Paste: It’s inherent in your special as well, whether dictated or not. Your stories about one night stands overlap with things you’ve learned from murder podcasts, and let’s all agree that’s not normal.

Treyger: Right. And if you are a woman who is murdered during a hook-up, you’ll be blamed for it. It’s your fault.

Paste: I’ve never heard something bleaker than “I just don’t want to be blamed for my own murder.”

Treyger: That’s what it is. If you go home and fuck a stranger and get killed, obviously the question is why were you so stupid.

Paste: You spoke about the constant implication of the audience. I really noticed that in this special, the events that implicate the men is overwhelmingly based on… not clap if you agree, but forcing men to wallow in their own silence until they understand what they’ve done. It’s both an indictment but also a subtraction of male voices from a male problem. It’s just an exceptional series of silences.

Treyger: So much of those jokes are based in the element of surprise. I’ve been having fun the last month as I’m saying good-bye to these challenges.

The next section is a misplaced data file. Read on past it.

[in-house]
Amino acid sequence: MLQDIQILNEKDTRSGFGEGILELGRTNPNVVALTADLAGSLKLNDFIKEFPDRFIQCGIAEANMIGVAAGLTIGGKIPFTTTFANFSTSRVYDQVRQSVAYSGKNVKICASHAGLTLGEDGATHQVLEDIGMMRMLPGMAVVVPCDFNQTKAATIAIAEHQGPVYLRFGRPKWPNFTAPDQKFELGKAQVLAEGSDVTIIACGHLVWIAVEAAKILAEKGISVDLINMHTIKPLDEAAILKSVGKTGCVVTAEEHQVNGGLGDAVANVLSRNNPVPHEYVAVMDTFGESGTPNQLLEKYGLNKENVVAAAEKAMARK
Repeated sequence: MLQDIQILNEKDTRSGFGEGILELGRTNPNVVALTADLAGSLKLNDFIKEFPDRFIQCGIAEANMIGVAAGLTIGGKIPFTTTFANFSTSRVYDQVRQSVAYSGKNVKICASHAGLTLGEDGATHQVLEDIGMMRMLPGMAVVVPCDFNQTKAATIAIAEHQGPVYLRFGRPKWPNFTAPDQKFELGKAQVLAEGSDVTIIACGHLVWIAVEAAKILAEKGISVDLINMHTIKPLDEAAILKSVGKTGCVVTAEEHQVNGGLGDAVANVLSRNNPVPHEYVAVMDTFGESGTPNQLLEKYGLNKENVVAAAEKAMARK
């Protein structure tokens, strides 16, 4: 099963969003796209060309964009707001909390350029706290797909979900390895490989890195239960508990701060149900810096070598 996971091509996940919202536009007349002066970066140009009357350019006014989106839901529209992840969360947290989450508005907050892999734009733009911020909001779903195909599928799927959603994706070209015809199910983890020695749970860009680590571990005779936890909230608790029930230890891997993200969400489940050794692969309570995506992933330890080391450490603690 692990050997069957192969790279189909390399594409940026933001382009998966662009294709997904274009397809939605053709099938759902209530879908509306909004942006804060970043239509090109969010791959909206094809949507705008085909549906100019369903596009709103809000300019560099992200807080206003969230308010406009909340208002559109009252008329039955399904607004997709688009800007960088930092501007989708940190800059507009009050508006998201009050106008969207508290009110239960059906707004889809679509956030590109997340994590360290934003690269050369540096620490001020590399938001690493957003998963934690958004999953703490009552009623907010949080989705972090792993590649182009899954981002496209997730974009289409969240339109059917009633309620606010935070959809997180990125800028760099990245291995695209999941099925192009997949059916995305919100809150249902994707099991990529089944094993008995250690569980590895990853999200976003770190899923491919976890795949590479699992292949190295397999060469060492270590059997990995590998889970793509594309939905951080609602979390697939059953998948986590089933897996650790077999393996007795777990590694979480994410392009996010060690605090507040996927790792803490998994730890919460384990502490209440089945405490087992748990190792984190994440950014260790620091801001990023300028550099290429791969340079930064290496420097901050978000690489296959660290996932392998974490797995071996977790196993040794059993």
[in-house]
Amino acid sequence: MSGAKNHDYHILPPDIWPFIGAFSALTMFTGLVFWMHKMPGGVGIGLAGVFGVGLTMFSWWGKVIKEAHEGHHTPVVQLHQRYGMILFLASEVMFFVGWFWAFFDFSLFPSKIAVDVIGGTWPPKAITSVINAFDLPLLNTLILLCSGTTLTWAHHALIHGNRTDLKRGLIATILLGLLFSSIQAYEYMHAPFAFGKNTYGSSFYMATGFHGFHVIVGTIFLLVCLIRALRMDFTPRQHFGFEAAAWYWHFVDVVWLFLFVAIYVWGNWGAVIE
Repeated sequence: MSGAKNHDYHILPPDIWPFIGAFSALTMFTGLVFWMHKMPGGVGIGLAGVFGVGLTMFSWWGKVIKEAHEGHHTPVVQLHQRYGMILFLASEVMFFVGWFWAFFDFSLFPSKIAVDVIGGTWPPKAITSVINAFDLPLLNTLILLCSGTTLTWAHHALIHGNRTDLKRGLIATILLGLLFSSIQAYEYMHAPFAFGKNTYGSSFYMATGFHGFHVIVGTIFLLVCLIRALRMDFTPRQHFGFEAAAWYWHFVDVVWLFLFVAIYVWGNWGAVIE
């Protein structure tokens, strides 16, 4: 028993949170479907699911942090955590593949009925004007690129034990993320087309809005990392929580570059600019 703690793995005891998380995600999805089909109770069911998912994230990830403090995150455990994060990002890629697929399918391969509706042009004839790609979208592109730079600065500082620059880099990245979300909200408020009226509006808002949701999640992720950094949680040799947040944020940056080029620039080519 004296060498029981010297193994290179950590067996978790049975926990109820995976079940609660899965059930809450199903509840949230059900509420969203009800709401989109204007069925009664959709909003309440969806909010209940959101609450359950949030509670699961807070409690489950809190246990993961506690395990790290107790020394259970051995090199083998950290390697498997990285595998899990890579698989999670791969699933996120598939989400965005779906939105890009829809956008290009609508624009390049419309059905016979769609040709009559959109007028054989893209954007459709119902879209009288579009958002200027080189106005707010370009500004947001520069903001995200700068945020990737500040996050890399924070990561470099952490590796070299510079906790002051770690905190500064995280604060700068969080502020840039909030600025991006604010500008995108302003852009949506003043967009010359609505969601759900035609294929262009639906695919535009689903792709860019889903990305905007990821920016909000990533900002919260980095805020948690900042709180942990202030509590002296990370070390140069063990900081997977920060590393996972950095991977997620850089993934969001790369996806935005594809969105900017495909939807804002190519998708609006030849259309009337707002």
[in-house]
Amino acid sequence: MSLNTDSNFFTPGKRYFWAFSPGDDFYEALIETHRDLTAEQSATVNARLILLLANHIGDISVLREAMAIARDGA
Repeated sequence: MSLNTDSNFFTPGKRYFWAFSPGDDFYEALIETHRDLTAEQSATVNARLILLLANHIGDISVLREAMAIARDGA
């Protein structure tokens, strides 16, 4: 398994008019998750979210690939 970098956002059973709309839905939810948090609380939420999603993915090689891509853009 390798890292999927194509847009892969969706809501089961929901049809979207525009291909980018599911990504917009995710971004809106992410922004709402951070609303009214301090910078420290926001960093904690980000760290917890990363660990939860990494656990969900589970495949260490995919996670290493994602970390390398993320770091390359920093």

Paste: What’s coming up next? What are your big things? What is the next step?

Treyger: What I’ve learned is to not talk about anything. Because I’m going to listen to my superstitious mother and not talk about things because if I do they’ll wind up getting cancelled. I want to be doing lots of different things forever and I want to have this job forever. So there’s no real rush to what comes up. I’d rather be natural about it.


Brock Wilbur is a writer and comedian from Los Angeles who lives with his wife Vivian Kane and their cat, Cat. He is the co-author (with Nathan Rabin) of the forthcoming book Postal for the Boss Fight Books series.

Recently in Comedy